Friday, July 27, 2007

Electoral College and NC

This has nothing to do with Latin America, but I can’t resist since I’ve been talking so much about electoral systems in my summer school Intro to Comparative Politics. North Carolina is getting closer and closer to changing the way the state doles out electoral votes. The Senate has passed, and the House soon (maybe even today) will vote on a reform that would grant one electoral vote to the candidate who wins each congressional district (a total of 13) and then the final two votes would be given to the candidate who wins statewide.

In presidential elections, NC goes Republican (the last election was 56%-44%) but there are strong Democratic pockets (with all sorts of gerrymandering disputes) including Mecklenburg County, where Charlotte is. Therefore, the reform could grant the Democratic candidate three votes (Kerry won three districts in 2004) and perhaps more, though I haven’t had a chance to look at the outcomes of each district. Since it would go into effect in 2008, the reform would have an immediate impact. As I've mentioned before, NC might even gain an electoral vote after the 2010 Census because of immigration.

Obviously, then, Republicans don’t like it, as it guarantees their candidate will lose a few electoral votes. Democrats say it would bring more presidential candidates to the state because the outcome would no longer be a foregone conclusion. However, I would hope that this generates more discussion about a) the Electoral College; and b) the desirability of winner-take-all within the context of the Electoral College.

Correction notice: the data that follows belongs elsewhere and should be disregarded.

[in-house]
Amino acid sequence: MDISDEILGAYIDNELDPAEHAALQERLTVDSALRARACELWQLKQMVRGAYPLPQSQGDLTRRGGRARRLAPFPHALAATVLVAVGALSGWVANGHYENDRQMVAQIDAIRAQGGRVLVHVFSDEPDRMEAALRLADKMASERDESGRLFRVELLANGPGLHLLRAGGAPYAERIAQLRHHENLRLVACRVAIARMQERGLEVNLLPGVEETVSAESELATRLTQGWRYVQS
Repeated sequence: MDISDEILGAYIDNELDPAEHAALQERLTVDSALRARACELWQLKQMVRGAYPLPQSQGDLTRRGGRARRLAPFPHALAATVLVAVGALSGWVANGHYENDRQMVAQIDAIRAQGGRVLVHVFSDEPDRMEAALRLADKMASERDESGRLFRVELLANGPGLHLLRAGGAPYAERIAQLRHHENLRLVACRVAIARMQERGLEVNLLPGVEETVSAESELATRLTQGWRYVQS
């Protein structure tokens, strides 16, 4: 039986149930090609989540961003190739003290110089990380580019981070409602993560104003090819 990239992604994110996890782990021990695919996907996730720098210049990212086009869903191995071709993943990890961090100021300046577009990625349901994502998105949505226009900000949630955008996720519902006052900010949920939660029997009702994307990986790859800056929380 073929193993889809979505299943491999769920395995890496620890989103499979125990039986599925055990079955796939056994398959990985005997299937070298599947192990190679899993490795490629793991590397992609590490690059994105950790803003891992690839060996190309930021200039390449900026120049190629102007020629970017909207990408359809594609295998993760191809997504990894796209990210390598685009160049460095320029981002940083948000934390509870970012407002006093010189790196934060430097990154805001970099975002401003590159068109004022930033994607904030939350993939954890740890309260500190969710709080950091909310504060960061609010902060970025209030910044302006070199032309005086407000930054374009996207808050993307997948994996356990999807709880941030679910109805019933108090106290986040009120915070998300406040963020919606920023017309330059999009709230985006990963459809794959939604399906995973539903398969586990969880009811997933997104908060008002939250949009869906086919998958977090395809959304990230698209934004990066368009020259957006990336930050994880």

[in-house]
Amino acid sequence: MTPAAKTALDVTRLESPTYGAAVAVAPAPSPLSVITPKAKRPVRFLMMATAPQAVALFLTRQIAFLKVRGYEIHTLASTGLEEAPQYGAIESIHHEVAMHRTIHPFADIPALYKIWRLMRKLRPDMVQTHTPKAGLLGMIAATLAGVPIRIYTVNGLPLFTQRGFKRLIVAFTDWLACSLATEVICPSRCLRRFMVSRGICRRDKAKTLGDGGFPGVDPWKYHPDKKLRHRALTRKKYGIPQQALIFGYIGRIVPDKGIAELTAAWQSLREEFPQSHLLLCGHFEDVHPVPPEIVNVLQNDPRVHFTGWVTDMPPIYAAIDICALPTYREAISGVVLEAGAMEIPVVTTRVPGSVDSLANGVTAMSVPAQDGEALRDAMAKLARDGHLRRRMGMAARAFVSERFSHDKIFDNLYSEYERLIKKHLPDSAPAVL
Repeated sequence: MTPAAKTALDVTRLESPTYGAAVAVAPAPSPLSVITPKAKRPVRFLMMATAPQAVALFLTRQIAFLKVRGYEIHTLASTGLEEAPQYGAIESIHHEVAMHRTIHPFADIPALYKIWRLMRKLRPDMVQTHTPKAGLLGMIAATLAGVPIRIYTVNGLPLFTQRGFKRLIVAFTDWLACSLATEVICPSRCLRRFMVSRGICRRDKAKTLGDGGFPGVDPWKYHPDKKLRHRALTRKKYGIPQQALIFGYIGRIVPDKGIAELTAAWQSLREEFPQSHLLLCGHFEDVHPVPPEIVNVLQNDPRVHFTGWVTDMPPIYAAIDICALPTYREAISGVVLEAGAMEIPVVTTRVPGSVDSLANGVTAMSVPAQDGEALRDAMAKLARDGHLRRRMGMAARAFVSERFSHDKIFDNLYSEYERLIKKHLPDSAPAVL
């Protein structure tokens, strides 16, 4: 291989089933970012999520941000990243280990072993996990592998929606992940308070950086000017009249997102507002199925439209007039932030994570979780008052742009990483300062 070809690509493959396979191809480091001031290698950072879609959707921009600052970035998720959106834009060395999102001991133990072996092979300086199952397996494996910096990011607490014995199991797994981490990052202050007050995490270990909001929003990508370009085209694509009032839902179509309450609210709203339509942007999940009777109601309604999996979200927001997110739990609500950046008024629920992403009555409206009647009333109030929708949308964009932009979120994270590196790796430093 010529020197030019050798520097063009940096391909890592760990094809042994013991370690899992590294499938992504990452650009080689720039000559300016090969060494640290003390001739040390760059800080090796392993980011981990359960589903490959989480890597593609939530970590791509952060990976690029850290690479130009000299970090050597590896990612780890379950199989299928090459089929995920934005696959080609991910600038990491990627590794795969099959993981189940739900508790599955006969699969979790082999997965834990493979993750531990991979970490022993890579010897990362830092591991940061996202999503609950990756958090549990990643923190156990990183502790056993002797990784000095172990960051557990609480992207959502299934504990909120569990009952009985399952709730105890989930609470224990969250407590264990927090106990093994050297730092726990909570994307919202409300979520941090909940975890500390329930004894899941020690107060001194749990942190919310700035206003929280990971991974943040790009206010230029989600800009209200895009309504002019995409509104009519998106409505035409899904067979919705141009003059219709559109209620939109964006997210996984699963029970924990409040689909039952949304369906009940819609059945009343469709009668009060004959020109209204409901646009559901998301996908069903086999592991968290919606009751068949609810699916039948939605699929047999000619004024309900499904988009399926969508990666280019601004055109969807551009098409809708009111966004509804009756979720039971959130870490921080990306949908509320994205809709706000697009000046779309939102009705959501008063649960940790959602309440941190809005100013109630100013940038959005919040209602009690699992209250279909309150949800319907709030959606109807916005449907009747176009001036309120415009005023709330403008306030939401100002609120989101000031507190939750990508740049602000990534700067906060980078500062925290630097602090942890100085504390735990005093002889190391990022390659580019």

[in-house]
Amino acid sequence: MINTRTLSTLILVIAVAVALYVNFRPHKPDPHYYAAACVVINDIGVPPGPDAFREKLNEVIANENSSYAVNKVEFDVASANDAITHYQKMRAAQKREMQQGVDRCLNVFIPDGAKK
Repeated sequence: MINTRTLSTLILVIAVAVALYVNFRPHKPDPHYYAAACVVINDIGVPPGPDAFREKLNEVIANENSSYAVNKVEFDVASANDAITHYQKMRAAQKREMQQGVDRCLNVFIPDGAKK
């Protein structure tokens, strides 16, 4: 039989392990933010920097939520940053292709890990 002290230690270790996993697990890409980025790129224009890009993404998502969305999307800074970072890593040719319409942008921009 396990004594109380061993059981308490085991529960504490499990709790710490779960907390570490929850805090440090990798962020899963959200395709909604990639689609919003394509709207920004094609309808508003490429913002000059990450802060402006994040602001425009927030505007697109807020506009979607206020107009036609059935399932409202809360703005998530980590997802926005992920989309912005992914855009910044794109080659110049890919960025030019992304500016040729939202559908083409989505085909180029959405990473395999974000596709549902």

So far, though, the debate is entirely partisan, and the larger question—what is the best way to elect a president in this country?—is barely being addressed. In general, the debate is receiving remarkably little media attention.


Anonymous,  6:00 PM  

Granted we've had a couple of extremely close calls in the electoral college, but it takes a rare super-close election for any candidate to care about a few congressional districts when other states swing their entire bloc. It's close to a pointless "reform."

And if it went nationwide, the congressional-district allocation would be even worse than the current prevailing method (awful though that is). There are so few swing congressional districts, and the last thing we need is yet another incentive for parties controlling state legislatures to engaged in gerrymanders.

Let's push for the NPV instead. I agree that anything that gets people talking about the EC is a good thing. But I wonder, is there any talk about the NPV in NC? The movement's website shows some NC sponsors. Is it possible that the congressional-district plan was an attempt to say "reform? we've done that, already"?

Greg Weeks 6:30 PM  

I've not heard of any widespread movement, but even this vote caught me by surprise (and, incidentally, as far as I can tell, they did not vote on this issue Friday).

I agree with your arguments, though at the moment I see it as Democrats wanting more electoral votes for a Democrat in NC, and not as part of a national reform.

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